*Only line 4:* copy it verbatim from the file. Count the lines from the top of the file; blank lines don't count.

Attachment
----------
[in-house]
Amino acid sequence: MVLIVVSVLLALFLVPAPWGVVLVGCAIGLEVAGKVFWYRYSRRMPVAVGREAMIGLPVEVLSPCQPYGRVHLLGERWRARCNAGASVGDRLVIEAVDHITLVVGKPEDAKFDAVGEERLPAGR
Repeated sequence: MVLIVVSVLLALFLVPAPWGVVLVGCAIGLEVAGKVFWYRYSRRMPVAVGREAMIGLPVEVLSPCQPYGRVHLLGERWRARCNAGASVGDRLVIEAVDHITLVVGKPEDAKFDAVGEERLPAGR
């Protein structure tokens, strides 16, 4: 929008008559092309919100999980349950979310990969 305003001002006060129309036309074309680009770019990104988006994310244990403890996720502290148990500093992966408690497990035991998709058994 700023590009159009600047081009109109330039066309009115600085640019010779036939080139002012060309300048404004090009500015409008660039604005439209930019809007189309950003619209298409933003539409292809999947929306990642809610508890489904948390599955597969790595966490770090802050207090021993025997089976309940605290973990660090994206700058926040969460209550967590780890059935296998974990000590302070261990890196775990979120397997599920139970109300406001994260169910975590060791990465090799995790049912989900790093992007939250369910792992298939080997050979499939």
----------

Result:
């Protein structure tokens, strides 16, 4: 929008008559092309919100999980349950979310990969 305003001002006060129309036309074309680009770019990104988006994310244990403890996720502290148990500093992966408690497990035991998709058994 700023590009159009600047081009109109330039066309009115600085640019010779036939080139002012060309300048404004090009500015409008660039604005439209930019809007189309950003619209298409933003539409292809999947929306990642809610508890489904948390599955597969790595966490770090802050207090021993025997089976309940605290973990660090994206700058926040969460209550967590780890059935296998974990000590302070261990890196775990979120397997599920139970109300406001994260169910975590060791990465090799995790049912989900790093992007939250369910792992298939080997050979499939």